In our email exchanges, Berman has stated that some readers used their real names in their usernames, which is why it would fall under the privacy policy.

However, under the privacy policy, which is listed on the site, Pixiq reminds readers that any information they post on a public forum is anything but private. 

Posting a blog, or participating in an online interactive community

You may choose to submit or post information as part of a blog or online interactive community. Because any information you choose to post will be available on the internet, we can make no assurance that others will not use, or misuse that information.

The privacy policy also insinuates that the “personal information” obtained is not information that is posted on a public forum. 

Creating an online account

You can create a password-protected Barnes & Noble.com account to complete your online order, to register your Device or other electronic reading device(s), to purchase or download eBooks, digital magazines, digital newspapers, digital journals and other periodicals, blogs, other digital content (“Digital Content”) or Barnes & Noble’s eReader Software, to save items to an online Wish List, or to join a Barnes & Noble.com, Pixiq.com, or LarkCrafts.com online interactive community. You can also create a password-protected SparkNotes.com or ecosystemlife.com account. To create any of these accounts, we will ask you to provide us with personal information. If you use your online account to make a purchase or download, we will use the personal information stored in your account and/or require you to input additional personal information, such as credit card information, to complete your order or download.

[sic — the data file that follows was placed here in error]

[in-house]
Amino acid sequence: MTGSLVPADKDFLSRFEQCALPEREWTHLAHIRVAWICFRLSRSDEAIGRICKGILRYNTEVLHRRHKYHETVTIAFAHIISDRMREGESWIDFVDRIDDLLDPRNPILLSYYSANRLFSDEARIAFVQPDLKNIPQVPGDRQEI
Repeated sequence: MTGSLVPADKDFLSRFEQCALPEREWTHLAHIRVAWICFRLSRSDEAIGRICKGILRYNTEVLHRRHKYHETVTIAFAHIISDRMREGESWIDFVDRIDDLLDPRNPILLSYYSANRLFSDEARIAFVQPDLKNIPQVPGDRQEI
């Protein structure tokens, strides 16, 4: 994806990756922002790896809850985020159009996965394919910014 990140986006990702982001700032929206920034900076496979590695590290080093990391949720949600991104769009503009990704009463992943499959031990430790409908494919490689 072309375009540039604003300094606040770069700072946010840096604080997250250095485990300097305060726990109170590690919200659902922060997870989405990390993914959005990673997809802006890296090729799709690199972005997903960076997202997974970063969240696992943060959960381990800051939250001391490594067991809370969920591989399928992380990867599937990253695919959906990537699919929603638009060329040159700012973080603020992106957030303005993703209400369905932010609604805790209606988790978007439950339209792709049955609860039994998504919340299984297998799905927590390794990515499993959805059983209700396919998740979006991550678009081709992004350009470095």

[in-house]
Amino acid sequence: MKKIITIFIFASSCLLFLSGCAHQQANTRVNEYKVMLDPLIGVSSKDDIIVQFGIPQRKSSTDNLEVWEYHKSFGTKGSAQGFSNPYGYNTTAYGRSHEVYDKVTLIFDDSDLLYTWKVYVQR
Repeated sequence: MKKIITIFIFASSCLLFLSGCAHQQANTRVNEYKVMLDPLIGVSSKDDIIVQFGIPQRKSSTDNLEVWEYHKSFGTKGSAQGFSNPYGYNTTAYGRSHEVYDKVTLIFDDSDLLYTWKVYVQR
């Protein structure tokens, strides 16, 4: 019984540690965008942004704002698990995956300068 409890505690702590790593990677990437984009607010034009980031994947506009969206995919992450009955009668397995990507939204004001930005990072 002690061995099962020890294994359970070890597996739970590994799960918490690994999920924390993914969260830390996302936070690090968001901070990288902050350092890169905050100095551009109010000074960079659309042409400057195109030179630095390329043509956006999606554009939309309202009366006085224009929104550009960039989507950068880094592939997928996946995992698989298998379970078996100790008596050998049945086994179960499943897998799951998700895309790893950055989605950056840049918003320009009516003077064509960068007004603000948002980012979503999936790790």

And while Pixiq is making a big hoopla over protecting its privacy in refusing to migrate publicly posted usernames, it has no issues sharing the personal information you did not make public with law enforcement agencies, credit card companies and third-party contractors.

The contract states that all disputes must be settled in a New York City courtroom, but that’s pretty much a two-and-a-half hour commute from Miami.

Meanwhile, PINAC reader Christopher Jahn is trying to round up other readers for his class action suit.

Pixiq has an idiot for an attorney. Reader comments on a blog are copyright protected and federal and international copyright law, which has the precedence here, dictates that attribution MUST be attached; she’s an idiot to claim otherwise. And I will sue the pants off of Pixiq if my comments are transferred without proper attribution according to federal and international copyright law. And PLEASE make sure she reads my comments here.

And if anyone else wants to protect their copyright in this matter, please contact me so I can start assembling a class action suit against Pixiq and Barnes & Noble. And if it gets that far, I will contact Barnes & Noble to suggest they file a malpractice complaint against this attorney, whoever she is.